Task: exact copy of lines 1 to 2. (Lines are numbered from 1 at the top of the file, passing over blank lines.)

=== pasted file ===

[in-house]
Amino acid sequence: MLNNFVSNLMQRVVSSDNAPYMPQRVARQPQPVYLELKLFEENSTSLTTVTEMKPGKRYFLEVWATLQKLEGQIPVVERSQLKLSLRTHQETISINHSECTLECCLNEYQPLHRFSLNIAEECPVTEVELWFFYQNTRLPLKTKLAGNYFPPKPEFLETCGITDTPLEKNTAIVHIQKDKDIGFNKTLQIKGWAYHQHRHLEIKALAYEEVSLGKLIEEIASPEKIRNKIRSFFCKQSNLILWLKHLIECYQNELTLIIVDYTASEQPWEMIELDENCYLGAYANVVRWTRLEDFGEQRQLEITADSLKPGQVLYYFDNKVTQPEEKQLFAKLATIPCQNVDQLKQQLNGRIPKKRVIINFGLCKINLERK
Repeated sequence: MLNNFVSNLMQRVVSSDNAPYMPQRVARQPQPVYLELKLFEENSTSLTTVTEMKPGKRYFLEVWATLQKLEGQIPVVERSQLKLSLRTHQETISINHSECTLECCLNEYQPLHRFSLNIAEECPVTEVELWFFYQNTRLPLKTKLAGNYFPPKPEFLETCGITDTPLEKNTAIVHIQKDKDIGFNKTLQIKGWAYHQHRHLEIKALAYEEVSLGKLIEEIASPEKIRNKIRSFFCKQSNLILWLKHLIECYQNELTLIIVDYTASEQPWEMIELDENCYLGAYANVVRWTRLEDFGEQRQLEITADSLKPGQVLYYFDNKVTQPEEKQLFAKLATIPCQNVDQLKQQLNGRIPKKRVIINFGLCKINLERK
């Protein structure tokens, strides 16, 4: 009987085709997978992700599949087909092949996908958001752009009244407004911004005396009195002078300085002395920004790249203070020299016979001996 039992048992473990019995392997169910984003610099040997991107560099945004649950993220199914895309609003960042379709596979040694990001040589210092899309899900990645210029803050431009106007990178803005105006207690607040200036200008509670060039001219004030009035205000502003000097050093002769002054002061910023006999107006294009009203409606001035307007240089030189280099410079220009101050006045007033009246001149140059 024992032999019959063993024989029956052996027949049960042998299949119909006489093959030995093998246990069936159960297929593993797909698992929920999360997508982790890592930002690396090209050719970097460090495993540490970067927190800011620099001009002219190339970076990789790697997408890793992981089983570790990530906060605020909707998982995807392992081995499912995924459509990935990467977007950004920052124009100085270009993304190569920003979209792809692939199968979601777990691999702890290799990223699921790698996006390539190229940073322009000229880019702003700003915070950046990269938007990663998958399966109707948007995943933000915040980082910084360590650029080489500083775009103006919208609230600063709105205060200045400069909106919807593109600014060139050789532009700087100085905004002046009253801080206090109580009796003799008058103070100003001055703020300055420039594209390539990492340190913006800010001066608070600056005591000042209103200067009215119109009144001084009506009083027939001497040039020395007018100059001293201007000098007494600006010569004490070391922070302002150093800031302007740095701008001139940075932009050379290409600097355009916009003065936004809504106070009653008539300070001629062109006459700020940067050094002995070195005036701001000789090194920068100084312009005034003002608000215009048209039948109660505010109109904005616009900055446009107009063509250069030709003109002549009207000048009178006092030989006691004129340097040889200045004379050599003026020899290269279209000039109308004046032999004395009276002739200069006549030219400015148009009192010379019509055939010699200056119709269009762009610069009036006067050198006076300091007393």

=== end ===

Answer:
[in-house]
Amino acid sequence: MLNNFVSNLMQRVVSSDNAPYMPQRVARQPQPVYLELKLFEENSTSLTTVTEMKPGKRYFLEVWATLQKLEGQIPVVERSQLKLSLRTHQETISINHSECTLECCLNEYQPLHRFSLNIAEECPVTEVELWFFYQNTRLPLKTKLAGNYFPPKPEFLETCGITDTPLEKNTAIVHIQKDKDIGFNKTLQIKGWAYHQHRHLEIKALAYEEVSLGKLIEEIASPEKIRNKIRSFFCKQSNLILWLKHLIECYQNELTLIIVDYTASEQPWEMIELDENCYLGAYANVVRWTRLEDFGEQRQLEITADSLKPGQVLYYFDNKVTQPEEKQLFAKLATIPCQNVDQLKQQLNGRIPKKRVIINFGLCKINLERK